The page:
http://library.link/vocab/ext/novelist/bookUI
10639631
Cataloging source
DLC
http://library.link/vocab/creatorDate
1946-
http://library.link/vocab/creatorName
Reich, Robert B
Dewey number
323.6/50973
Index
no index present
LC call number
JC330.15
LC item number
.R455 2018
Literary form
non fiction
Nature of contents
bibliography
http://library.link/vocab/resourcePreferred
True
http://library.link/vocab/subjectName
  • Common good
  • Citizenship
  • Political ethics
  • Economics
  • Citizenship
  • Common good
  • Economics
  • Political ethics
  • PHILOSOPHY / Ethics & Moral Philosophy
  • BUSINESS & ECONOMICS / Business Ethics
  • POLITICAL SCIENCE / Civics & Citizenship
  • United States
Label
The common good, Robert B. Reich
Instantiates
Publication
Copyright
Note
Includes discussion guide (pages 191-193)
Bibliography note
Includes bibliographical references (pages 187-189)
Carrier category
volume
Carrier category code
  • nc
Carrier MARC source
rdacarrier
Content category
text
Content type code
  • txt
Content type MARC source
rdacontent
Contents
Part I. What is the common good? -- Shkreli -- What good do we have in common? -- The origins of the common good -- Part II. What happened to the common good? -- Exploitation -- Three structural breakdowns -- The decline of the good in common -- Part III. Can the common good be restored? -- Leadership as trusteeship -- Honor and shame -- Resurrecting truth -- Civic education for all
Control code
1924602
Dimensions
20 cm
Edition
First edition.
Extent
viii, 193 pages
Isbn
9780525520498
Lccn
2017053384
Media category
unmediated
Media MARC source
rdamedia
Media type code
  • n
System control number
  • (Sirsi) i9780525520498
  • (OCoLC)1014000027
Label
The common good, Robert B. Reich
Publication
Copyright
Note
Includes discussion guide (pages 191-193)
Bibliography note
Includes bibliographical references (pages 187-189)
Carrier category
volume
Carrier category code
  • nc
Carrier MARC source
rdacarrier
Content category
text
Content type code
  • txt
Content type MARC source
rdacontent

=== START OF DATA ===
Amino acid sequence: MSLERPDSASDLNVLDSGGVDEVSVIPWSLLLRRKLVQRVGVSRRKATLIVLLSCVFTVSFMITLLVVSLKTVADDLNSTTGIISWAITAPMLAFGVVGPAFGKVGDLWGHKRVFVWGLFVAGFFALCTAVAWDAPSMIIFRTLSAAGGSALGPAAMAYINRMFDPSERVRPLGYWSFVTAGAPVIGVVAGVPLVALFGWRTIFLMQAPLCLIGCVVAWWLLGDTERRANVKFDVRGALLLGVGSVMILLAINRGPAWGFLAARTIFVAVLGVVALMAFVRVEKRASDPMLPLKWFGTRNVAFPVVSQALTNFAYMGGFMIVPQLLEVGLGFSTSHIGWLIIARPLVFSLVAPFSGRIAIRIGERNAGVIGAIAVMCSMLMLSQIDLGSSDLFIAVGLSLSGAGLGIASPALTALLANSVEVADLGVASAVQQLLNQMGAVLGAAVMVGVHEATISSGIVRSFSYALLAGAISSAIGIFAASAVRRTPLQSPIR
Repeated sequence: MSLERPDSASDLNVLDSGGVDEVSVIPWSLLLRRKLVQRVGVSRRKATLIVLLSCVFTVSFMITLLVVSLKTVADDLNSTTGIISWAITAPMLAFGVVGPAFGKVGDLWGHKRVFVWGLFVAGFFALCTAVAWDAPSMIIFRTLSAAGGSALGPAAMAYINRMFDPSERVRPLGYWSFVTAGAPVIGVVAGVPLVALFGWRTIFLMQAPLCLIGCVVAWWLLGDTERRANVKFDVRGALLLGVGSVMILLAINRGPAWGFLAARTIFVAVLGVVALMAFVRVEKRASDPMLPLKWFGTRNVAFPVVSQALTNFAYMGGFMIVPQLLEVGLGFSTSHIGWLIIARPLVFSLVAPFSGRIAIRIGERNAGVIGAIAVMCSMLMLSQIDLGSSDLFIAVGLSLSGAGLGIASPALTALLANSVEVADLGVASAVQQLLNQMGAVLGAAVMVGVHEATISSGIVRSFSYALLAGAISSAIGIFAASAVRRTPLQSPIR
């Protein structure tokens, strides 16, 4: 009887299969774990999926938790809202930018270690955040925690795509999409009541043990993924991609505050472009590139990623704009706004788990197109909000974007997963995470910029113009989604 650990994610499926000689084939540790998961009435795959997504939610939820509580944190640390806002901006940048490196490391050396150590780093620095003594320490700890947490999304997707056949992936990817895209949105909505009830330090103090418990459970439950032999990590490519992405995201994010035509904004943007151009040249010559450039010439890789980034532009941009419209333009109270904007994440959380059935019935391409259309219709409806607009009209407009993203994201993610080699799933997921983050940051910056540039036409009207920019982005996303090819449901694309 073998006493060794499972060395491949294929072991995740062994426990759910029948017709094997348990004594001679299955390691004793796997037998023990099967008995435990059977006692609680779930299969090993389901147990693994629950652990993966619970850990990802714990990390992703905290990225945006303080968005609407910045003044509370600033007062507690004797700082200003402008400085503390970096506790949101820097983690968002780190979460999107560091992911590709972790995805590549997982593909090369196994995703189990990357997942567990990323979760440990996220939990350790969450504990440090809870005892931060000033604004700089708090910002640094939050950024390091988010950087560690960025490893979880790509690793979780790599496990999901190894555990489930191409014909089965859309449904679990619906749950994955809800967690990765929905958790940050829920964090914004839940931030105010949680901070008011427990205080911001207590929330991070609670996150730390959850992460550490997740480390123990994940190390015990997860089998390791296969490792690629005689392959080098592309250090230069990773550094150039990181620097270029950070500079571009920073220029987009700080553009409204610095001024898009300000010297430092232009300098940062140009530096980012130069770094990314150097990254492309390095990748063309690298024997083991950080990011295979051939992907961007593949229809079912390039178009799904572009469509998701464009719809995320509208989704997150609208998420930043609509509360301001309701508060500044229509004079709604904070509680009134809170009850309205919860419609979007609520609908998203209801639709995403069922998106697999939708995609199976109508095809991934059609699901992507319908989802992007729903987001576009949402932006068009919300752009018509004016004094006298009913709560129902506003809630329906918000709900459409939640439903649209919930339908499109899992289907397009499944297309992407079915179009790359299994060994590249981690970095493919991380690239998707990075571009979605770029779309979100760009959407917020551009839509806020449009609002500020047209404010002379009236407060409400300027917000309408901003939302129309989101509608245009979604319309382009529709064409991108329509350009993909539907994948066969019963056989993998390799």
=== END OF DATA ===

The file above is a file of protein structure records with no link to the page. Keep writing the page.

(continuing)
Contents
Part I. What is the common good? -- Shkreli -- What good do we have in common? -- The origins of the common good -- Part II. What happened to the common good? -- Exploitation -- Three structural breakdowns -- The decline of the good in common -- Part III. Can the common good be restored? -- Leadership as trusteeship -- Honor and shame -- Resurrecting truth -- Civic education for all
Control code
1924602
Dimensions
20 cm
Edition
First edition.
Extent
viii, 193 pages
Isbn
9780525520498
Lccn
2017053384
Media category
unmediated
Media MARC source
rdamedia
Media type code
  • n
System control number
  • (Sirsi) i9780525520498
  • (OCoLC)1014000027

Library Locations

    • Central LibraryBorrow it
      710 W. Cesar Chavez St, Austin, TX, 78701, US
      30.2713021 -97.7460168
    • Howson BranchBorrow it
      2500 Exposition Blvd., Austin, TX, 78703, US
      30.2982508 -97.7675915
    • North Village BranchBorrow it
      2505 Steck Ave, Austin, TX, 78757, US
      30.362144 -97.7305032
    • Pleasant Hill BranchBorrow it
      211 E. William Cannon Blvd., Austin, TX, 78745, US
      30.1922461 -97.7771661
    • Spicewood Springs BranchBorrow it
      8637 Spicewood Springs Rd., Austin, TX, 78759, US
      30.4337083 -97.7730809
    • Windsor Park BranchBorrow it
      5833 Westminster Dr., Austin, TX, 78723, US
      30.3116523 -97.6902298
    • Yarborough BranchBorrow it
      2200 Hancock Dr., Austin, TX, 78756, US
      30.3234684 -97.74072129999999
Processing Feedback ...